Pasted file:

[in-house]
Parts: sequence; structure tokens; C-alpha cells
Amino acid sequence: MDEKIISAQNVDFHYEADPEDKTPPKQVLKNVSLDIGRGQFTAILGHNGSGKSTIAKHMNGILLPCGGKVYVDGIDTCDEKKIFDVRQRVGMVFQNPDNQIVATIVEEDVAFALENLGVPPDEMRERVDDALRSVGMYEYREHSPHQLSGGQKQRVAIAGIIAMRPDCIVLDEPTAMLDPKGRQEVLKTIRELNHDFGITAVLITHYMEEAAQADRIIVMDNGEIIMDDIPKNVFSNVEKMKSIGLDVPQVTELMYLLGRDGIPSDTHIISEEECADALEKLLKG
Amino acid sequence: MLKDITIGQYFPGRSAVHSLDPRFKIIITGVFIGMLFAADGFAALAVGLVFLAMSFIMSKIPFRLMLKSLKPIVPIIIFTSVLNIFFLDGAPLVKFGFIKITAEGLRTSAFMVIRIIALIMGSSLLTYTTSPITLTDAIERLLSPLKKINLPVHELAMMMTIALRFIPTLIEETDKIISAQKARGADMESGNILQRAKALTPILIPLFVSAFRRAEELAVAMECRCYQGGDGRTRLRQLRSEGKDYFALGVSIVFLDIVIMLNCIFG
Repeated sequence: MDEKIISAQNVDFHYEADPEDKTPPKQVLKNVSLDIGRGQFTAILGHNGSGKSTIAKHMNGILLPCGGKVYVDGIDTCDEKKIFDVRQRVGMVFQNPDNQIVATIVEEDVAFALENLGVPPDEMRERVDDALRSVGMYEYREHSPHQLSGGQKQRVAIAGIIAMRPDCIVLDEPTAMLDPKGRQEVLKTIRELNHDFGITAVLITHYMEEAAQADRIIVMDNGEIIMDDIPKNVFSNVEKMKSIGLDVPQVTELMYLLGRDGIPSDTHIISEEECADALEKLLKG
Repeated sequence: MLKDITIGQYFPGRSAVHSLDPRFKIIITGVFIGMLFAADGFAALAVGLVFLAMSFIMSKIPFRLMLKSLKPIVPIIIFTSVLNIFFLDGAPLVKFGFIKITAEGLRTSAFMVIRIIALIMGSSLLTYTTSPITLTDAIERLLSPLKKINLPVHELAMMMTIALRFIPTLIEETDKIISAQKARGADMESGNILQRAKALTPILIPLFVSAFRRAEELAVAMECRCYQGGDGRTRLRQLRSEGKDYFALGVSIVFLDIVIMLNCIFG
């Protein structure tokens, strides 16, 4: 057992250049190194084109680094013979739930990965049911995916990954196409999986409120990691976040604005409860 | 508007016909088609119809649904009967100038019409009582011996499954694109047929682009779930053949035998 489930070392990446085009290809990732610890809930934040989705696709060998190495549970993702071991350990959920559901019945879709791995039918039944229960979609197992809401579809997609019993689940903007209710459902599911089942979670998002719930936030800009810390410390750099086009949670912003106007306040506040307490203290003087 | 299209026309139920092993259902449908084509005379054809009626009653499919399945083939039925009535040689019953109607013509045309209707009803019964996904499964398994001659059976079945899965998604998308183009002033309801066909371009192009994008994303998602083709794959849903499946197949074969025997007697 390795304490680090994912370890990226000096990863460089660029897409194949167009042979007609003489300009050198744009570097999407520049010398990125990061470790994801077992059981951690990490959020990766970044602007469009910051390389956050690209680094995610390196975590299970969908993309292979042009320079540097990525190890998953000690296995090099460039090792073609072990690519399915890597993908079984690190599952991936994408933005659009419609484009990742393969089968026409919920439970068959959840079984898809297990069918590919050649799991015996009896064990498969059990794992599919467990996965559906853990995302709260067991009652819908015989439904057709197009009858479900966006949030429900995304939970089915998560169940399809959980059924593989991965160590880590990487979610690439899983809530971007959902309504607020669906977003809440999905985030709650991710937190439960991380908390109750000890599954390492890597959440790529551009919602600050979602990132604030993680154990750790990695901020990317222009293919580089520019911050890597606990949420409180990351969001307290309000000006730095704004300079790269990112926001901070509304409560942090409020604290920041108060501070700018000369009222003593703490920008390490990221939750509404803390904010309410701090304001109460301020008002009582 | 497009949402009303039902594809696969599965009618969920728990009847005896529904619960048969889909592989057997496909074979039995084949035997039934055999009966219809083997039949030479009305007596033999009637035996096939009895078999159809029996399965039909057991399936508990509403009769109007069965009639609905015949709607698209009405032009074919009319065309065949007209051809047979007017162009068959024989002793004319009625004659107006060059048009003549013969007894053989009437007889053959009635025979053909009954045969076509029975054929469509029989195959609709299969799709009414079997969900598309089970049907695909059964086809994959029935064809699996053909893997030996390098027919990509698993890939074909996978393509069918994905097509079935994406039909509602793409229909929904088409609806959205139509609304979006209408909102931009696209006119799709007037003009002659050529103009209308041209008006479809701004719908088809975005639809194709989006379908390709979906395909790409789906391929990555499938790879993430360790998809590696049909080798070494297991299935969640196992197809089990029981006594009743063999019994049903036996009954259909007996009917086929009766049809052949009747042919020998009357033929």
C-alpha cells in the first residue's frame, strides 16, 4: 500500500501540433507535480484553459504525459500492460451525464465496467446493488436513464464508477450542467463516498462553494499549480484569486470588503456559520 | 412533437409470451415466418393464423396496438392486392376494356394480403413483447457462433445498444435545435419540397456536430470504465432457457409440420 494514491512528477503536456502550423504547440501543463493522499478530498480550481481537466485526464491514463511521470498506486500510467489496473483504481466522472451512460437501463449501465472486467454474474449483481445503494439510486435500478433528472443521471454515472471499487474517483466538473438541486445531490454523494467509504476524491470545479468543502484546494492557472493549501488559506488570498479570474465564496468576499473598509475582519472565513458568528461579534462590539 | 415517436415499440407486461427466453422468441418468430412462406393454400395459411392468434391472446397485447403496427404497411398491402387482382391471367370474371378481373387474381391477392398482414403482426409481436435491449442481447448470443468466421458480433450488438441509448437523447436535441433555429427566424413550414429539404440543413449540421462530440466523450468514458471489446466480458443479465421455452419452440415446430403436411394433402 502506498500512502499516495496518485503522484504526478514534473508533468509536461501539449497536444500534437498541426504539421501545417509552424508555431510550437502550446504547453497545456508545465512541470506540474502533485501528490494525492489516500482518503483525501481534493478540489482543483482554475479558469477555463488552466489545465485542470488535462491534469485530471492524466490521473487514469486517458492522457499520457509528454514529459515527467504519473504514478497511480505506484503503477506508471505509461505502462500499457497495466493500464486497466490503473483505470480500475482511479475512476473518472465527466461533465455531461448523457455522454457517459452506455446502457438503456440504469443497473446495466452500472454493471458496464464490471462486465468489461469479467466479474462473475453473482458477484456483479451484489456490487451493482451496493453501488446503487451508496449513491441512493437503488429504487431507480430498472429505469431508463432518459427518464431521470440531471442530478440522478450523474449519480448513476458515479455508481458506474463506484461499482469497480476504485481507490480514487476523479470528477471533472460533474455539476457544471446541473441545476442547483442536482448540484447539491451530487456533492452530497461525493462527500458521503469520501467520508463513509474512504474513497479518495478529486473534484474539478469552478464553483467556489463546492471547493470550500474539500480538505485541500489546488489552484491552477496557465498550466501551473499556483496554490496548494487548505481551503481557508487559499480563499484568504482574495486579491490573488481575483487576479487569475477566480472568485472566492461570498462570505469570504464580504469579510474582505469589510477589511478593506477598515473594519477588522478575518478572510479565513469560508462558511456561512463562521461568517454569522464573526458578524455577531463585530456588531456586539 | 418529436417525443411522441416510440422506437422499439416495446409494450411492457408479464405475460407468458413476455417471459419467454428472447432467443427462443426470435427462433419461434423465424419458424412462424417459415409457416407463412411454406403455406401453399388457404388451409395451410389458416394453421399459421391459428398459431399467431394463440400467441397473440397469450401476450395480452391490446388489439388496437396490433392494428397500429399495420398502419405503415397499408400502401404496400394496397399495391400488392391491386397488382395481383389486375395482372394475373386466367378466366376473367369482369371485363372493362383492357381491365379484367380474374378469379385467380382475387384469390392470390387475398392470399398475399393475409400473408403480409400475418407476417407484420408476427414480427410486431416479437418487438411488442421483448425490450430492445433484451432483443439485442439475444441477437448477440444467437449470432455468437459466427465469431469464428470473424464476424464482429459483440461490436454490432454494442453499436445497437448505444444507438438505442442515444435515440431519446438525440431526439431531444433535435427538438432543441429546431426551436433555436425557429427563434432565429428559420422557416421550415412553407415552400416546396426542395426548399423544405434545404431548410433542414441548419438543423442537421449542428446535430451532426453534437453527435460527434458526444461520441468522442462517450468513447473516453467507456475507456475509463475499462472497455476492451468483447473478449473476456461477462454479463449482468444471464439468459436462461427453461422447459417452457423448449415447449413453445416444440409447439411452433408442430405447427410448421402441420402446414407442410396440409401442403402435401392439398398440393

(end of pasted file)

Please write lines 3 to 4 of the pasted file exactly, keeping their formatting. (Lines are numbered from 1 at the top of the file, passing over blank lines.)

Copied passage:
Amino acid sequence: MDEKIISAQNVDFHYEADPEDKTPPKQVLKNVSLDIGRGQFTAILGHNGSGKSTIAKHMNGILLPCGGKVYVDGIDTCDEKKIFDVRQRVGMVFQNPDNQIVATIVEEDVAFALENLGVPPDEMRERVDDALRSVGMYEYREHSPHQLSGGQKQRVAIAGIIAMRPDCIVLDEPTAMLDPKGRQEVLKTIRELNHDFGITAVLITHYMEEAAQADRIIVMDNGEIIMDDIPKNVFSNVEKMKSIGLDVPQVTELMYLLGRDGIPSDTHIISEEECADALEKLLKG
Amino acid sequence: MLKDITIGQYFPGRSAVHSLDPRFKIIITGVFIGMLFAADGFAALAVGLVFLAMSFIMSKIPFRLMLKSLKPIVPIIIFTSVLNIFFLDGAPLVKFGFIKITAEGLRTSAFMVIRIIALIMGSSLLTYTTSPITLTDAIERLLSPLKKINLPVHELAMMMTIALRFIPTLIEETDKIISAQKARGADMESGNILQRAKALTPILIPLFVSAFRRAEELAVAMECRCYQGGDGRTRLRQLRSEGKDYFALGVSIVFLDIVIMLNCIFG